Loading ...
Sorry, an error occurred while loading the content.

1601Re: [beemonitoring] mesh to exclude honey bees

Expand Messages
  • Jack Neff
    Jun 2, 2011
    • 0 Attachment
      Did you consider constructing mesh enclosures with varying size mesh, placing different bee species inside, and seeing who got out?  If they can get out, presumably they can get in.  This would be a direct test of the exclusionary powers of various meshes.  You're sort of doomed anyway with this sort of experiment since there are many non-Apis bees who are very close to Apis size (Apis of course meaning mellifera, the other Apis species would cause a different set of problems) and no mesh size will solve that problem.

      best

      Jack
       
      John L. Neff
      Central Texas Melittological Institute
      7307 Running Rope
      Austin,TX 78731 USA
      512-345-7219

      From: Nicholas Stewart <nick.s2art@...>
      To: Hannah Gaines <hgaines@...>; beemonitoring@yahoogroups.com; David_r_smith@...; Sam Droege <sdroege@...>; John Pickering <pick@...>
      Sent: Thursday, June 2, 2011 1:40 PM
      Subject: Re: [beemonitoring] mesh to exclude honey bees

       
      Hello Hannah & Group;

         Interesting you brought this up - per my project (now well w/in the 2nd year of my native GA pollinator assessment & inventory in N GA apple orchards), we recieved federal funding to conduct an Apis exclusionary program. We, prior to the bloom, but during bud formation, chose random clumps of branches on the trees at varying heights throughout two of my orchards. Around these we built boxes of a standard square footage using mesh (the most difficult part of the ENTIRE darn thing was finding the correct mesh diameter) to exclude Apis, while still allowing as many of the Andrenids, Colletids, and Halictids to enter (as well as any pollinating syrphids, muscoids, etc.). After we were sure the flowers within the devices were unavailble for further fertilization, we removed the boxes. We have, subsequently, been monitoring the branches of interest each time we go to the sites for sampling days - ultimately hoping to see whether the most common native apoidea witnessed/quantified in 2010 were able to provide the necessary pollination services Apis-free equivalent to conditions when present.

      As part of the funding, I'll be publishing this data & methods later this year, but I can warn you that there are sooooo many options for the exclusionary material, you need to test every material prior to field implementation, as honeybees are little houdini's!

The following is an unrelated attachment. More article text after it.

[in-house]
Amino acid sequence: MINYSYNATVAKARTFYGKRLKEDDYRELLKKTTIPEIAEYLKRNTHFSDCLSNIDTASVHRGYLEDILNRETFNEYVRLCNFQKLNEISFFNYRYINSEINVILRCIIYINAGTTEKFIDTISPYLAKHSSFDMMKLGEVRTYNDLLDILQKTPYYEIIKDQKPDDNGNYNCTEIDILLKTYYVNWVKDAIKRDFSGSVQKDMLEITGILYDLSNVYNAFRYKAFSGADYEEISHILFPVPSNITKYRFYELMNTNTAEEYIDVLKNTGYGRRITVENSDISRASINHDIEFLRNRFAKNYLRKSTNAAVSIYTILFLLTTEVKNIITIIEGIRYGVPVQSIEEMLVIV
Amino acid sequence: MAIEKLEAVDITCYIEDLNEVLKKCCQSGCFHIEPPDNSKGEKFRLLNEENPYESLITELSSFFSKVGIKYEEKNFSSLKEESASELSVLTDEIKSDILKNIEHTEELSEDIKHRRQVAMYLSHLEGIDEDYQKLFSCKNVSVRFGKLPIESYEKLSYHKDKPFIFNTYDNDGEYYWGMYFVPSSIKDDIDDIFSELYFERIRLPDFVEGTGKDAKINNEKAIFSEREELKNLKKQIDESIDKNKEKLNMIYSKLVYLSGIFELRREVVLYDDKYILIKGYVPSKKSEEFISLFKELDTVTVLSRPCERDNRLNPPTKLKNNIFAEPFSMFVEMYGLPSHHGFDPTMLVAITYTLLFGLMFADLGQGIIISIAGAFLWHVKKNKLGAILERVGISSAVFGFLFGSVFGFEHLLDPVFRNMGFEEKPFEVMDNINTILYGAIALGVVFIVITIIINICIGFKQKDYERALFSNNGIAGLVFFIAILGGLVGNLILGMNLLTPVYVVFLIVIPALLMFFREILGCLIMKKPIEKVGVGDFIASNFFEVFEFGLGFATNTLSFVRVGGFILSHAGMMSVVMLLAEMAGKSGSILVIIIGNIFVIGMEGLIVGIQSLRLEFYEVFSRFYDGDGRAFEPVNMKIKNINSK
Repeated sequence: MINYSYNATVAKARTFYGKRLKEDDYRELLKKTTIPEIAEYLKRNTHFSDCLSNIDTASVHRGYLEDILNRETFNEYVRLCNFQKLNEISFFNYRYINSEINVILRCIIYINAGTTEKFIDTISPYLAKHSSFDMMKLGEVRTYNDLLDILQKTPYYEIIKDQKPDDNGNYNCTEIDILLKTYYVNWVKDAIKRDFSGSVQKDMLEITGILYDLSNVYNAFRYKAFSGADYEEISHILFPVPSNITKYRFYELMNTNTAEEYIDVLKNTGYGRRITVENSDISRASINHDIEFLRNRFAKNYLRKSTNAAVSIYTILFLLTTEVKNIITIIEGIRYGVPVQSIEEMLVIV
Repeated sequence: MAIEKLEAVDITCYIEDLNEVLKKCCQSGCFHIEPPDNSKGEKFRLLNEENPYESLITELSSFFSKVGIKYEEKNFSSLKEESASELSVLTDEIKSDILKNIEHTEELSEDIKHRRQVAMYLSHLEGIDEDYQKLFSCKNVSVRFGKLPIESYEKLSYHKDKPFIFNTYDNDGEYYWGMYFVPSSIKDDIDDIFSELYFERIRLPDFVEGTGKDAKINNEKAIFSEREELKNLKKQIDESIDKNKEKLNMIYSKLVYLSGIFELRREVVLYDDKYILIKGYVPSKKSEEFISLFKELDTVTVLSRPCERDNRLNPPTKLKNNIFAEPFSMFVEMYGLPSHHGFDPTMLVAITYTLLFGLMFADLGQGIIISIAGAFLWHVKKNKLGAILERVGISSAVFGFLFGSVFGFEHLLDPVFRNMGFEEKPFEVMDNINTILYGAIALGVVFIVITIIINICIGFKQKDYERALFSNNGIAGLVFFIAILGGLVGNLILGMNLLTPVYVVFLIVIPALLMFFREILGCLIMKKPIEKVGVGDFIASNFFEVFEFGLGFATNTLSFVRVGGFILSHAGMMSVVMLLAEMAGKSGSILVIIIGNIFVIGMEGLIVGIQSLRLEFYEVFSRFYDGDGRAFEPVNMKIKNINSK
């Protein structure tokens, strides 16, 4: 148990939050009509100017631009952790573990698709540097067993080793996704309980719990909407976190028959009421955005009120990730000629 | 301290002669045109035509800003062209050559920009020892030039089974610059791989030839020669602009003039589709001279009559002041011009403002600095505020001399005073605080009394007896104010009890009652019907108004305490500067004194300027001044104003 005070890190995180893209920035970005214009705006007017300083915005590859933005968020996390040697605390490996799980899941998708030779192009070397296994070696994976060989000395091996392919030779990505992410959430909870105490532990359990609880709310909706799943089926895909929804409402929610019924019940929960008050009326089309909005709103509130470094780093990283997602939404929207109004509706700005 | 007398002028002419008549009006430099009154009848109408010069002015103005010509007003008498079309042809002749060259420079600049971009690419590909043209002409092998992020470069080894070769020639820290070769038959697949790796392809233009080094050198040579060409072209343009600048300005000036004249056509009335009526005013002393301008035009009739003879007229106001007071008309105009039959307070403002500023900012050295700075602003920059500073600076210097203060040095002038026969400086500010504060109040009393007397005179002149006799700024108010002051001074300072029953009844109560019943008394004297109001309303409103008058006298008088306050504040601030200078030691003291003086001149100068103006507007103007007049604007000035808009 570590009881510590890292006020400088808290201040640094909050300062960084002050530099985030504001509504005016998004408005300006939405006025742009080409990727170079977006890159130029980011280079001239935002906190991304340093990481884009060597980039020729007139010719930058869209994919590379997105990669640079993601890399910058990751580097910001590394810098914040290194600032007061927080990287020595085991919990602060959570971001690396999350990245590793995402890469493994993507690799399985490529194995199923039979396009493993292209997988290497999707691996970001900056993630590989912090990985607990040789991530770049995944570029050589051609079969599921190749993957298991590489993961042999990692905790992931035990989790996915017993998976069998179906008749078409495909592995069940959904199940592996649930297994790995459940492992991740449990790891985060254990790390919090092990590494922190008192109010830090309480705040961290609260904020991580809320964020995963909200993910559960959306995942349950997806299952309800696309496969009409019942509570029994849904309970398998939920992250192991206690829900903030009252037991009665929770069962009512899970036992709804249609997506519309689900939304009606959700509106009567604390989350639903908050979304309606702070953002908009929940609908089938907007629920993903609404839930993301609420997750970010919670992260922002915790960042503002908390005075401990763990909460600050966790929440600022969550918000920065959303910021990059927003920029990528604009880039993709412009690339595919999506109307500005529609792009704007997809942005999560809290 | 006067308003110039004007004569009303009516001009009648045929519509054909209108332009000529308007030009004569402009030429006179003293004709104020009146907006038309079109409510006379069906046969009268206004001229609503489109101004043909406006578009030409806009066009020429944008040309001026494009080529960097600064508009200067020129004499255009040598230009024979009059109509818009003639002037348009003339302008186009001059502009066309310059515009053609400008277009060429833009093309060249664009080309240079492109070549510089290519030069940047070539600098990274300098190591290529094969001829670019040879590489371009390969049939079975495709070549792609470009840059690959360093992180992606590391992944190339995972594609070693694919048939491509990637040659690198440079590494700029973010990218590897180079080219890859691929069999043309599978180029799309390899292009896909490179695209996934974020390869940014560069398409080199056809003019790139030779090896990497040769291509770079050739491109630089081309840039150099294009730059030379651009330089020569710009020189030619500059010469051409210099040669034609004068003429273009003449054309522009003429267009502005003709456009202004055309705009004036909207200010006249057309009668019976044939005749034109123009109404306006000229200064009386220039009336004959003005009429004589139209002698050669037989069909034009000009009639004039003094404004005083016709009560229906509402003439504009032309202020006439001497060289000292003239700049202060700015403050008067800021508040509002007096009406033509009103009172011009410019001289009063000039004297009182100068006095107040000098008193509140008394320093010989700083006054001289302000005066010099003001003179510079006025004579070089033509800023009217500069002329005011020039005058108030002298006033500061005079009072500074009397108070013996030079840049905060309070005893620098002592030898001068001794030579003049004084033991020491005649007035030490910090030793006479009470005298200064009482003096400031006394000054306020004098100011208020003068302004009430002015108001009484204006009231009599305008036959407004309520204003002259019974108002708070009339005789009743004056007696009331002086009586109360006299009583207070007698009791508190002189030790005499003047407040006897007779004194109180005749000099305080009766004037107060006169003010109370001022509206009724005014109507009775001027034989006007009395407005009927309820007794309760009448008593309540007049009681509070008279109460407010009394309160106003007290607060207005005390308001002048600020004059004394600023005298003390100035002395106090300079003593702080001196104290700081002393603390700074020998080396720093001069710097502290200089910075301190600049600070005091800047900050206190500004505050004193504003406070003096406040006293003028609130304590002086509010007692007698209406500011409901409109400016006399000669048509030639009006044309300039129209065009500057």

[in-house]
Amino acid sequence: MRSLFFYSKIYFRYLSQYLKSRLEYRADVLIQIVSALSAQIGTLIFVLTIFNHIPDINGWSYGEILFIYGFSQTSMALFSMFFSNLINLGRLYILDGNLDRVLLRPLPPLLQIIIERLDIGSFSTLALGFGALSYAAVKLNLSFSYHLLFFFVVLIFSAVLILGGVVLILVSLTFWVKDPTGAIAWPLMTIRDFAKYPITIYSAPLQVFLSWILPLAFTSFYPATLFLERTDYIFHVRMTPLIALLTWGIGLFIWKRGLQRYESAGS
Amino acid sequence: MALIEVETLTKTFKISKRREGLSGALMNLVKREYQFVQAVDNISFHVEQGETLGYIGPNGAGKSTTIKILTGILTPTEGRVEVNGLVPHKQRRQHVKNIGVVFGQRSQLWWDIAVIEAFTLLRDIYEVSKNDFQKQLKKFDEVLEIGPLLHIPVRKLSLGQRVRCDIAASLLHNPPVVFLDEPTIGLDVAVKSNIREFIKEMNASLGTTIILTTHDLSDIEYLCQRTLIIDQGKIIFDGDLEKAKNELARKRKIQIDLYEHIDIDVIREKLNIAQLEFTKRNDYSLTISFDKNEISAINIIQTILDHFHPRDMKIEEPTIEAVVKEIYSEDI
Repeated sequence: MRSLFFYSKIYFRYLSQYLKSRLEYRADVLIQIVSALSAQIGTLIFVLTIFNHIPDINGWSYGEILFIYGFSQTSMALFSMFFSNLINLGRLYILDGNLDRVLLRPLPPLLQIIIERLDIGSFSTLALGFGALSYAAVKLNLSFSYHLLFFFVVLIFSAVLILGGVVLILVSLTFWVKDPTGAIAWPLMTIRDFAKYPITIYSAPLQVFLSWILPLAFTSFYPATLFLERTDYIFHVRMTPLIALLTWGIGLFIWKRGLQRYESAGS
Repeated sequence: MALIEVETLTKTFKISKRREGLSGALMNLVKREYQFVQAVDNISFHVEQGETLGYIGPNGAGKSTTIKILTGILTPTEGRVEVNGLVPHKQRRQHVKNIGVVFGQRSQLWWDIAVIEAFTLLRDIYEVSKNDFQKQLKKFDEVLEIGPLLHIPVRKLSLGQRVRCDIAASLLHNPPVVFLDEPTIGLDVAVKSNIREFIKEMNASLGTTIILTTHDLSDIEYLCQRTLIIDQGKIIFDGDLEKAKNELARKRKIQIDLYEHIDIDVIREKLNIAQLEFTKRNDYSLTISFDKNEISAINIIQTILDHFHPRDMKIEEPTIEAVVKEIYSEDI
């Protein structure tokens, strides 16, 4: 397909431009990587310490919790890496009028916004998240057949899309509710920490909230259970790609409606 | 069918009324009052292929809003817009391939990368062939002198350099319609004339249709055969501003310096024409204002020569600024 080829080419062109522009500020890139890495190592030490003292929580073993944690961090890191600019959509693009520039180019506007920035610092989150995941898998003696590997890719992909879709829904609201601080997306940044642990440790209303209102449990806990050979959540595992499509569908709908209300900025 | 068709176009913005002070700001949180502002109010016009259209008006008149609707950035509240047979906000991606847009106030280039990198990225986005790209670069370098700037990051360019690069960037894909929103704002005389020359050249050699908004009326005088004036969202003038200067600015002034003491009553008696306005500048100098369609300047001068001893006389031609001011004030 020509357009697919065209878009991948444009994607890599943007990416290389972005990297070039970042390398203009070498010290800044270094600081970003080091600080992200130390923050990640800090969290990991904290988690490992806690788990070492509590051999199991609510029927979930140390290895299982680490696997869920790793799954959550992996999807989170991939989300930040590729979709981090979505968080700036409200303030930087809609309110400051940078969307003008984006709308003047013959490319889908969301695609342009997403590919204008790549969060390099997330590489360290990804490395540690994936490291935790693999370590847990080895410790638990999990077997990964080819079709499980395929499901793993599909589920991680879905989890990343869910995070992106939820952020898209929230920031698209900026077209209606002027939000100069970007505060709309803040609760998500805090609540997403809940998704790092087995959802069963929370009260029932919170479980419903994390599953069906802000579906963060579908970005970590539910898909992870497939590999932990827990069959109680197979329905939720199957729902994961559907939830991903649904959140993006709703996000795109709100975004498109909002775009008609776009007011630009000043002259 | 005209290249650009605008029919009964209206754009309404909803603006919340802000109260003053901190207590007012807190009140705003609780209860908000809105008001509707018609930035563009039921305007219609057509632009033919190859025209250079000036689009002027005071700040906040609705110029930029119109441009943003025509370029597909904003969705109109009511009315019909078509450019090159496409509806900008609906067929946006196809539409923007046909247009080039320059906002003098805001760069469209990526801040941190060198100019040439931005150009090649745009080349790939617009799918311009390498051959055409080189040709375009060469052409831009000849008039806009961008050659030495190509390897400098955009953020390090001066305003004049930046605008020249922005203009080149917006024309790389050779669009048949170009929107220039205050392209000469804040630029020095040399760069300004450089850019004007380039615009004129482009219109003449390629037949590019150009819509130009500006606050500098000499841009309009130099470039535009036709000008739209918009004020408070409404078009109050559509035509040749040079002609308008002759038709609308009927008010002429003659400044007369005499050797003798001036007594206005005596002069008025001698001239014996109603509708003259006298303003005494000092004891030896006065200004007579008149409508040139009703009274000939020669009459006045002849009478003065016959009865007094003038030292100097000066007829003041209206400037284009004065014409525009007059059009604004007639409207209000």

Per Mr. Smith's follow-up questions; yes, larger buzz-pollinating behemoths were excluded as well. From my 2010 findings during the bloom, the majority of Apoid species present in the highest abundances were smaller than Apis. If we ultimately find late this summer/fall that the Apis-free branches produced similar yields & similar quality apples (i.e. - june drops vs bag/cider vs show/store apples), than we can preliminarily sumise that natives are surely capable of handling the pollination services necessary to this orchard - its only a plus that the larger natives will be present in nature, further ensuring a good yield/fruit quality.

      Hope that helped,
      Nick Stewart

      On Mon, May 23, 2011 at 9:32 AM, Hannah Gaines <hgaines@...> wrote:
       
      Hello Bee Monitoring List
      I am setting up an experiment in which I would like to compare fruit set with and without honey bees (or small versus large bees).  To do this I am building mesh cages which I am hoping will exclude honey bees but allow the smaller native bees.  The mesh I am considering using is 1/6 of an inch (usually used to exclude Japanese beetles).  My questions are:

      1. Will a 1/6 inch mesh exclude honey bees?
      2. Will bees smaller than honey bees fly through a 1/6 inch mesh?

      Thanks!
      Hannah


      --
      ________________________________________
      Hannah R. Gaines
      http://entomology.wisc.edu/%7Egaines/



      --
      Nicholas G. Stewart
      ------------------------------------------------------------------------------------------------------------------------------------------------------------------------------
      Georgia Native Fruit Tree -----------------------------------------------------------------------
      -------------------------------- Pollinator Biodiversity Assessment, 
      (2010-13) 
      ----------------- Managing Native Pollinator Species Richness:   Efforts in Sustainable, Native Pollination Services -------
           Project Design   ---   Lead Field Researcher   ---   Primary Taxonomist
      nick.s2art@...   *(PRIMARY)*   
      nstewart@...                                                                                         (404) 784-6236            



    • Show all 5 messages in this topic